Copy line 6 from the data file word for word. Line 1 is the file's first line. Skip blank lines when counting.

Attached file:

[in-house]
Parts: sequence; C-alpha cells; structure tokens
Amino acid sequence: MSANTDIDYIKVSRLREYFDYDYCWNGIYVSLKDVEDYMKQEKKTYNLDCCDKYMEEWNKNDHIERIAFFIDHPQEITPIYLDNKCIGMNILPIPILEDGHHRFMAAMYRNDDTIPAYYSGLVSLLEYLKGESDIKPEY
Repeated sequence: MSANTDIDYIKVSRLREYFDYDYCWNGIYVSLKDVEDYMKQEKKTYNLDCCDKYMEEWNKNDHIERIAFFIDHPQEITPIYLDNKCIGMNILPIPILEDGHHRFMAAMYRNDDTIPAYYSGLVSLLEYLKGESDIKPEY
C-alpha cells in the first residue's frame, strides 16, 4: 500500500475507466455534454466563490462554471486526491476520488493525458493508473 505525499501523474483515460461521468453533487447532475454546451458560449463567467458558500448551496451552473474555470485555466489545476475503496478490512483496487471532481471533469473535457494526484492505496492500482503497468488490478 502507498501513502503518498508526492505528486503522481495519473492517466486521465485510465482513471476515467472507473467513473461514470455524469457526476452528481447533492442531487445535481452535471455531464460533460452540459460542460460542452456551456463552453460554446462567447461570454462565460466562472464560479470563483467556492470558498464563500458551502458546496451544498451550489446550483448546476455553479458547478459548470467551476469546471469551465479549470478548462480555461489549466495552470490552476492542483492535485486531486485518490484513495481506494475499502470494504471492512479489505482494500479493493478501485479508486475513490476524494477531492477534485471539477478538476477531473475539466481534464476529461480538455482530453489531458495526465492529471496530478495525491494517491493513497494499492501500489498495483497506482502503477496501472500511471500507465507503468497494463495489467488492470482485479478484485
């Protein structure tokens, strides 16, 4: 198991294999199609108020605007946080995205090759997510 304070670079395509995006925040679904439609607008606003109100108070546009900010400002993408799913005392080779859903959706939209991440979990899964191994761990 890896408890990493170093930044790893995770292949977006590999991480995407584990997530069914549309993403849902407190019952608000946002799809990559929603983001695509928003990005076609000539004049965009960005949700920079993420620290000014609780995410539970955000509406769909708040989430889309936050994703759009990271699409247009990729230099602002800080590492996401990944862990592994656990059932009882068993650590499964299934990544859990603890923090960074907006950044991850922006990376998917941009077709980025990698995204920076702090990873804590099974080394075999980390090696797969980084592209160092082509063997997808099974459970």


């Protein structure tokens, strides 16, 4: 198991294999199609108020605007946080995205090759997510 304070670079395509995006925040679904439609607008606003109100108070546009900010400002993408799913005392080779859903959706939209991440979990899964191994761990 890896408890990493170093930044790893995770292949977006590999991480995407584990997530069914549309993403849902407190019952608000946002799809990559929603983001695509928003990005076609000539004049965009960005949700920079993420620290000014609780995410539970955000509406769909708040989430889309936050994703759009990271699409247009990729230099602002800080590492996401990944862990592994656990059932009882068993650590499964299934990544859990603890923090960074907006950044991850922006990376998917941009077709980025990698995204920076702090990873804590099974080394075999980390090696797969980084592209160092082509063997997808099974459970």